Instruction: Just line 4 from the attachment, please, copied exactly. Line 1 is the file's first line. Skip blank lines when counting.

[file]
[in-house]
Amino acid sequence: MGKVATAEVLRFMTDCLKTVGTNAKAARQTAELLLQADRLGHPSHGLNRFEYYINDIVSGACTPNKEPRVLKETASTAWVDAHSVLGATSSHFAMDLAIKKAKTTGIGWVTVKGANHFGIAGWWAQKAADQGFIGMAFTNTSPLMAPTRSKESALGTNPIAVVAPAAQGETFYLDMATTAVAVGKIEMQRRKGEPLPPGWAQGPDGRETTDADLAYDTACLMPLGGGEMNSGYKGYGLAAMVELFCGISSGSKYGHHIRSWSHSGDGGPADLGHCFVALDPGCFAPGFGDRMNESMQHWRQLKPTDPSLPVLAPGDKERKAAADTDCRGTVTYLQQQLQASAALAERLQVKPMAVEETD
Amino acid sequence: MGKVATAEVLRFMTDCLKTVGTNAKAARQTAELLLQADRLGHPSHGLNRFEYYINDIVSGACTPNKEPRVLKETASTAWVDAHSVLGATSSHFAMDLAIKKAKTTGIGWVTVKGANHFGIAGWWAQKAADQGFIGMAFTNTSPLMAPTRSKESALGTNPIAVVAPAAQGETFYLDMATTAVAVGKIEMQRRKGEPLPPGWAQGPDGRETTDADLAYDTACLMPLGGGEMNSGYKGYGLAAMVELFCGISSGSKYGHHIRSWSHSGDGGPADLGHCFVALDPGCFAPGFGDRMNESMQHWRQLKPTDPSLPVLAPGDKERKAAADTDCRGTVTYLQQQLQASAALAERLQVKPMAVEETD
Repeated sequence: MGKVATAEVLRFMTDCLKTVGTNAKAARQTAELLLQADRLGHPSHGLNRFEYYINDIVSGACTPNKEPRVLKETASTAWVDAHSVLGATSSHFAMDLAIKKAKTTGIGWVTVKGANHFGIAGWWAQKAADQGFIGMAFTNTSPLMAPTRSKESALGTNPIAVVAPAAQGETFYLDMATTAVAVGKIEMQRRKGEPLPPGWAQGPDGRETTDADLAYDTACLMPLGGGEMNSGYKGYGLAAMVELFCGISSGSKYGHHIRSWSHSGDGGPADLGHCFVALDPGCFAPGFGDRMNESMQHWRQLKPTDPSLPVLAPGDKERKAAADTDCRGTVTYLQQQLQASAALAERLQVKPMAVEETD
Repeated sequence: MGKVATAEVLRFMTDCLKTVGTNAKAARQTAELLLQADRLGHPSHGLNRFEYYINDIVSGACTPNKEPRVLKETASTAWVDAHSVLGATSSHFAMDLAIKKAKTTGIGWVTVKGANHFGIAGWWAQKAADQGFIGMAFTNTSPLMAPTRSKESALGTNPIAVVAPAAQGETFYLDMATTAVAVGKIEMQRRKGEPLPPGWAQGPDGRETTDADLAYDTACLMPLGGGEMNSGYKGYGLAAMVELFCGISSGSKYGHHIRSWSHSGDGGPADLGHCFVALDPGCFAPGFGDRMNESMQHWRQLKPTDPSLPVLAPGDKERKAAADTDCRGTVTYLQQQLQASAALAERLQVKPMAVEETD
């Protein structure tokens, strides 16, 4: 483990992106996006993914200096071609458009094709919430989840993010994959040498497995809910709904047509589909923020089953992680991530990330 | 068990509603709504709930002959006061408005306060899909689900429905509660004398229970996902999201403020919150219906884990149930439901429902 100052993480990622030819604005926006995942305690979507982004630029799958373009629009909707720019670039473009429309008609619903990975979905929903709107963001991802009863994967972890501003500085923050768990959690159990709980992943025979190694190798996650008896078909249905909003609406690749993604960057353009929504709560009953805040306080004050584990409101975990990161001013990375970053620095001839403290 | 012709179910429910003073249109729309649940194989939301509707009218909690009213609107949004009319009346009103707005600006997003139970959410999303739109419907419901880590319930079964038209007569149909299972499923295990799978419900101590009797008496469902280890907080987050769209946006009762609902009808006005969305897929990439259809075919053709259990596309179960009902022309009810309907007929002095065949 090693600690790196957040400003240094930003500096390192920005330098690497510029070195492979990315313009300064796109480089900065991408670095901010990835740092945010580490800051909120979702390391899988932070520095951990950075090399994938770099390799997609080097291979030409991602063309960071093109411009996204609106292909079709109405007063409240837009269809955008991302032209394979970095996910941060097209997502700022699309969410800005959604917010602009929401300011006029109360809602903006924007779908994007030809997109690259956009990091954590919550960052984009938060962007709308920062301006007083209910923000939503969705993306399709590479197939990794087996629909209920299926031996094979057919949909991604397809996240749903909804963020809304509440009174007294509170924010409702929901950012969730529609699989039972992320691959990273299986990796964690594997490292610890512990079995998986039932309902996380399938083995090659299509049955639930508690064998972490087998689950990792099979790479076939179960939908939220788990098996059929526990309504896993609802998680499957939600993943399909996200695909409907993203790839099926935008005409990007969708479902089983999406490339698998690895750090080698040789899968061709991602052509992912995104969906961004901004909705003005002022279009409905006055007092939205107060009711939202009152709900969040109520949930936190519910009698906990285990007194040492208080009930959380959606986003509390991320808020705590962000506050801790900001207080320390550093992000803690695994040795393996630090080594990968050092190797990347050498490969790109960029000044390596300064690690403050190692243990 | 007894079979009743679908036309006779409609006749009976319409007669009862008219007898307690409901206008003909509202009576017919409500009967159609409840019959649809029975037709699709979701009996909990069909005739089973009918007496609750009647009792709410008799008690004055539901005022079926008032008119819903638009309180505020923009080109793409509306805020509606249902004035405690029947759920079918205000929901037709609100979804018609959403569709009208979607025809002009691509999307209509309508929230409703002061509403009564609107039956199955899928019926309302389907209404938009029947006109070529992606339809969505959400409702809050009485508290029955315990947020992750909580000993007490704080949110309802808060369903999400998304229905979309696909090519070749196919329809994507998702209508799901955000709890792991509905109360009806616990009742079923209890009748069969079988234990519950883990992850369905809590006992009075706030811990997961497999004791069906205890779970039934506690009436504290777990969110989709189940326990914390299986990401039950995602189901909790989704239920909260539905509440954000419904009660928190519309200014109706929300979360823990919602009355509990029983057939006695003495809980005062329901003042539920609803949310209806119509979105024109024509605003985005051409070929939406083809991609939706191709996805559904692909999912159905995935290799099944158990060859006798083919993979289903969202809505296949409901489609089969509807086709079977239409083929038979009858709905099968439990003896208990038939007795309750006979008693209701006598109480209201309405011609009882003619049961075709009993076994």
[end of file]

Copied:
Repeated sequence: MGKVATAEVLRFMTDCLKTVGTNAKAARQTAELLLQADRLGHPSHGLNRFEYYINDIVSGACTPNKEPRVLKETASTAWVDAHSVLGATSSHFAMDLAIKKAKTTGIGWVTVKGANHFGIAGWWAQKAADQGFIGMAFTNTSPLMAPTRSKESALGTNPIAVVAPAAQGETFYLDMATTAVAVGKIEMQRRKGEPLPPGWAQGPDGRETTDADLAYDTACLMPLGGGEMNSGYKGYGLAAMVELFCGISSGSKYGHHIRSWSHSGDGGPADLGHCFVALDPGCFAPGFGDRMNESMQHWRQLKPTDPSLPVLAPGDKERKAAADTDCRGTVTYLQQQLQASAALAERLQVKPMAVEETD